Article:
REVIEW: Business as Usual by Jane Oliver
Business As Usual by Jane Oliver and Ann Stafford was first published in 1933. It’s a delightful illustrated novel in letters from Hilary Fane, an Edinburgh girl fresh out of university who is determined to support herself by her own earnings in London for a year, despite the mutterings of her surgeon fiancé. After a nervous beginning looking for a job while her savings rapidly diminish, she finds work as a typist in the London department store of Everyman’s (a very thin disguise for Selfridges), and rises rapidly through the ranks to work in the library, where she has to enforce modernising systems on her entrenched and frosty colleagues.
Business as Usual is charming: intelligent, heart-warming, funny, and entertaining. It’s deeply interesting as a record of the history of shopping in the 1930s, and also fascinating for its unflinching descriptions of social conditions, poverty and illegitimacy.
A few times in the book, Hilary refers to “Anglo-Indians.” When I looked this up, I saw that historically it referred to white British people in India. The book was written in 1932 so this is how I think “Jane Oliver” meant it to be used.
Based on their algorithms, Amazon showed me this book. Intrigued, I requested a sample only to discover that the entirety of the sample was just background information on the two authors. Well, that was disappointing. Undeterred I discovered that Hoopla, to which I have a free subscription through my local library, had it. Finally I got a chance to read the actual novel as well as see the charming line drawings. I will be buying a copy in the near future.
Hilary Fane is a twenty-seven year old Oxford educated Scottish woman who doesn’t want to just fritter away the year long engagement she has with an up and coming young OB-GYN who is practicing in Edinburgh. Instead, after being made redundant (let go) at a local library due to financial constraints, she decides to head to London and look for a job there. The pickings are slim and after several ghastly interviews, she lands a clerk job at Everyman’s Department Store due to a worker’s medical leave for appendicitis. This was back in the day when this would necessitate weeks of time to recuperate.
In a series of wryly humorous letters home(which often include her delightful line drawings) to Basil (the fiance) and her family, Hilary outlines her plunge into the working world as well as her various rented rooms, bedsits, and apartment. She describes her Saturday outings in and about rural areas outside London as well as a weekend visit to an old (and wealthy friend) which reminded me a little of the setting of “Gosford Park.” There are also some interdepartmental memos which highlight Hilary’s (to her unexpected and to her colleagues the result of favoritism) rise through the ranks at work.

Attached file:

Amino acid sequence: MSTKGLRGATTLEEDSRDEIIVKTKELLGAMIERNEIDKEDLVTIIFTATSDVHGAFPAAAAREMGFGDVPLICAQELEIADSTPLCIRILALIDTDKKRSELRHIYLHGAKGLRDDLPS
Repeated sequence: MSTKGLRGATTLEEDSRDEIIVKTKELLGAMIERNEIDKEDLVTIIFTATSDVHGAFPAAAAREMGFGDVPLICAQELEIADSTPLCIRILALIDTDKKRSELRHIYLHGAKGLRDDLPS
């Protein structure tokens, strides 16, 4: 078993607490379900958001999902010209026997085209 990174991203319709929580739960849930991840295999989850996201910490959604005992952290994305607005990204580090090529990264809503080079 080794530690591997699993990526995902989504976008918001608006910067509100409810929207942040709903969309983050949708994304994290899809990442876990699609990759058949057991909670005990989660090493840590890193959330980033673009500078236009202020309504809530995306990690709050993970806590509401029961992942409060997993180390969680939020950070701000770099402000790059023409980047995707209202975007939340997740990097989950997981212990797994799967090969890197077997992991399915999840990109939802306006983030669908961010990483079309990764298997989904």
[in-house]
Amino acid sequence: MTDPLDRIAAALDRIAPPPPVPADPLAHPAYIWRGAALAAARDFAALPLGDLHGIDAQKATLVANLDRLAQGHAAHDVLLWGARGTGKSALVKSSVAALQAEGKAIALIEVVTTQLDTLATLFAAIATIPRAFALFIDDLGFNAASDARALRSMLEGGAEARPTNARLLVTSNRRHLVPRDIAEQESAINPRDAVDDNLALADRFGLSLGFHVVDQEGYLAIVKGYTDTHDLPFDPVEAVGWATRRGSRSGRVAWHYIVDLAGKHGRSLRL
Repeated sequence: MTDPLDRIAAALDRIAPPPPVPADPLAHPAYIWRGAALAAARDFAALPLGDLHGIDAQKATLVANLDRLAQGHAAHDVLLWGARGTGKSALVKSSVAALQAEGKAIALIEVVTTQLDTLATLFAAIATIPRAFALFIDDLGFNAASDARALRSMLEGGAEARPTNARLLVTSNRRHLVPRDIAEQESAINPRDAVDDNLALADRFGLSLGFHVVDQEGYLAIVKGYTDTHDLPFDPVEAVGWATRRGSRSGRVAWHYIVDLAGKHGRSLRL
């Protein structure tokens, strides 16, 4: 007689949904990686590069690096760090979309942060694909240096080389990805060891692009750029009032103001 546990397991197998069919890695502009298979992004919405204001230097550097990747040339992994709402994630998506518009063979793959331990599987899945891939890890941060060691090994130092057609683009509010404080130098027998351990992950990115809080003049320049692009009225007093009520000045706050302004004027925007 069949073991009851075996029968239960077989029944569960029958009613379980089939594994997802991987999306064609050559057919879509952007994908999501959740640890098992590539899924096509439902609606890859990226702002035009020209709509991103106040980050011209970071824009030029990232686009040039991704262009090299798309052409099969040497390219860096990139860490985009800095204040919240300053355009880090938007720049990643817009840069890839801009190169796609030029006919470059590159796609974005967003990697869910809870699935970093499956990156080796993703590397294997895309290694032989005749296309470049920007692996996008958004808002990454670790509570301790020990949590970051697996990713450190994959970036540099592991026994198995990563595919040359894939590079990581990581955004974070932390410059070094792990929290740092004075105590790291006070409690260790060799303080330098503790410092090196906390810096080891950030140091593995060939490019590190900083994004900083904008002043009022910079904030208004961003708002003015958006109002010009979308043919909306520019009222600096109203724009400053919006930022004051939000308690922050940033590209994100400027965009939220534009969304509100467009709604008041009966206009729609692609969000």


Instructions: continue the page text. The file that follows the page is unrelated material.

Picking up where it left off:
Hilary is from a more privileged background than most of her coworkers and in her comments to her family and Basil she shows that she is aware of this. She can leave in a year’s time to marry a man who will be able to provide a comfortable life for her while she can see the various age stages – from women her age through those who have endured this drudgery for a lifetime – of those who are stuck in these jobs until they retire. But she’s made the decision to stick it out and beyond a few care packages from home that she (gratefully) gets, she economizes and adheres to her £2.10 a week salary (I can’t even imagine trying to survive on that amount then much less today!). Hilary not only has sympathy for her fellow Everyman employees, she has empathy as well.
We never see the letters from home but due to her responses, we don’t need to. Her sometimes contentious relationship with Basil is obvious while it’s clear that her parents, while not enthusiastic, are supportive of her decisions. Hilary is open and honest about her strengths as well as her weaknesses, her triumphs and her failures. She is not a person who just wants to sit around but who is happiest actually doing something. Through these letters and memos the now vanished world of department stores chock full of employees (which reminded me of what I’ve seen in the movies “Bachelor Mother” and “The Shop Around the Corner”) as well as early 1930s London come alive. Hilary’s letters are also funny – very funny in a lighthearted and charming way.
“Business as Usual” is more a women’s fiction novel through which the threads of Hilary’s relationship with Basil (whom she does appear to love) along with her slowly developing boss/employee with Mr. Grant run. Hilary is intelligent, has vast wells of common sense, and can succinctly limn the characters and characteristics of her co-workers. Watching her as she grows and changes is delightful and I now intend to seek out more books by “Jane Oliver.” A-
This is on SALE now! Yes, I know $9.99 doesn’t look like a sale price but usually it’s $14.99 for the digital book.